Health Corporation of America (HCA), the largest hospital corporation in the United States, faces staff shortages that put patients at risk, according to Service Employees International Union (SEIU), the union representing the hospital workers.
The shortages are not due to financial issues, according to the union, but to the corporation’s desire to increase profits and minimize costs at the expense of patient safety. A study published in January 2023 by SEIU found staffing ratios at HCA Hospitals in 2020 were significantly lower than state averages in 19 of 20 states where HCA operates facilities and 30% lower than national averages.
Workers contacted by the Guardian said the corporation had the money to fix staffing issues. HCA spent $8 billion on stock buybacks and reported a profit of about $7 billion in 2021 and $5.6 billion in 2022, while many HCA workers are paid less than $15 an hour. From 2011 to 2021, HCA paid out $4.9 billion in dividends to shareholders and spent $26.9 billion on stock buybacks.
The problem has become particularly acute in Florida’s bay area where the HCA hospitals serve a larger percentage of elderly patients.
In a survey conducted by SEIU in January 2022 of 1,500 nurses in HCA hospitals, 89% agreed short staffing is compromising patient care at their hospitals. Among HCA workers surveyed in Florida, 47% reported wanting to leave their job due to burnout.
Penny Ceasar, a unit secretary at HCA Florida Westside Hospital in Plantation, Florida, since 2008, described chronic understaffing at her hospital, low and stagnant wages and high turnover that have deteriorated working conditions and patient care.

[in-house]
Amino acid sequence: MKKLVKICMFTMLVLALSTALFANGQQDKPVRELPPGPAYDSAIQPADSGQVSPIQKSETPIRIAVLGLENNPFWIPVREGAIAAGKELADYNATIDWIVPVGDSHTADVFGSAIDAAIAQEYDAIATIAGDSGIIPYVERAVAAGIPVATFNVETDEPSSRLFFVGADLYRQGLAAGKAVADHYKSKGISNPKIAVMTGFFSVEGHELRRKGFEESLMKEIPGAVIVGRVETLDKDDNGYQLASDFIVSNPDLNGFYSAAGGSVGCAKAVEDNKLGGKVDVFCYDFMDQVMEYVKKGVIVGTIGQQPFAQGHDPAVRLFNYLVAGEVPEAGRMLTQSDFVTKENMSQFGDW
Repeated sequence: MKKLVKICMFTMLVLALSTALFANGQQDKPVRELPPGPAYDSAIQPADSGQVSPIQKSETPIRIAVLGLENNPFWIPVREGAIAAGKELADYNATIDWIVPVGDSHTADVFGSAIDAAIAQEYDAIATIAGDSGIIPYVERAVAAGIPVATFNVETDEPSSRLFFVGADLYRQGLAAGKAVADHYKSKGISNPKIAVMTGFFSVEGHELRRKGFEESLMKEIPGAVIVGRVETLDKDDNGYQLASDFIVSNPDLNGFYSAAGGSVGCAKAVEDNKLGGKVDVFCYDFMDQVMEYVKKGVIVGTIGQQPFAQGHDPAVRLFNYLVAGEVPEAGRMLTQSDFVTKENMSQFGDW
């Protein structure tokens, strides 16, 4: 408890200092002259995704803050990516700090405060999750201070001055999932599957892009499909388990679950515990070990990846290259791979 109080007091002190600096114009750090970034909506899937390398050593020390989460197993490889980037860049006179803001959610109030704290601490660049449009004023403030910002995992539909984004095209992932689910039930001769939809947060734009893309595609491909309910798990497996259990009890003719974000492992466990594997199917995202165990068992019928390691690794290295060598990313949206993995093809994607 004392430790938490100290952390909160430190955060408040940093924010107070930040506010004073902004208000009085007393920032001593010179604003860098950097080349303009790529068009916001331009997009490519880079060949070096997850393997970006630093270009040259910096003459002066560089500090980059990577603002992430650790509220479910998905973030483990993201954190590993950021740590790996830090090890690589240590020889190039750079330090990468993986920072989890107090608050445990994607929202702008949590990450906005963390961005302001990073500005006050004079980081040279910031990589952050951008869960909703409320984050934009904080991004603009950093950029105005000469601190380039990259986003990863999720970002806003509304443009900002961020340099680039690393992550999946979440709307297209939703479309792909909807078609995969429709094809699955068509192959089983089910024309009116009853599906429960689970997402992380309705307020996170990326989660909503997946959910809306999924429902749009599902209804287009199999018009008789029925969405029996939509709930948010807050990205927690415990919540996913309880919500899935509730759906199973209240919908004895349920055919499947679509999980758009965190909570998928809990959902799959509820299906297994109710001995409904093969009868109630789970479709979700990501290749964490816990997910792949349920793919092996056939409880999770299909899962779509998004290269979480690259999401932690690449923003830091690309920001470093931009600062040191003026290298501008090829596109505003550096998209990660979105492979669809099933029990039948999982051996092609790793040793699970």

This is what happens when large corporations are in charge of healthcare and prioritize profits over people. A recent article in the Tampa Bay Times highlights the problem. According to the Times’ article, “A patient at HCA Florida Blake Hospital in Bradenton had two bowel movements in bed because nurses and other workers were too busy to take him to the bathroom.
At HCA Florida Citrus Hospital in Citrus County, medical technicians failed to monitor the vital signs of a patient admitted in 2019 with an irregular heartbeat. When a nurse finally checked in, the patient was dead.
A similar tragedy was discovered at HCA Florida South Tampa when a 2021 federal review found that a technician remotely monitoring a patient’s vital signs did not alert anyone to a life-threatening heart rhythm change. The patient died.”
The problems described here are not related to tort reform as many of our state politicians like to argue. Rather, corporate greed and a breach of the public trust is to blame. If you or a family member has been injured or suffered loss of life at an HCA hospital in Florida please contact us for a free and confidential evaluation of your claim. 727-579-4500.
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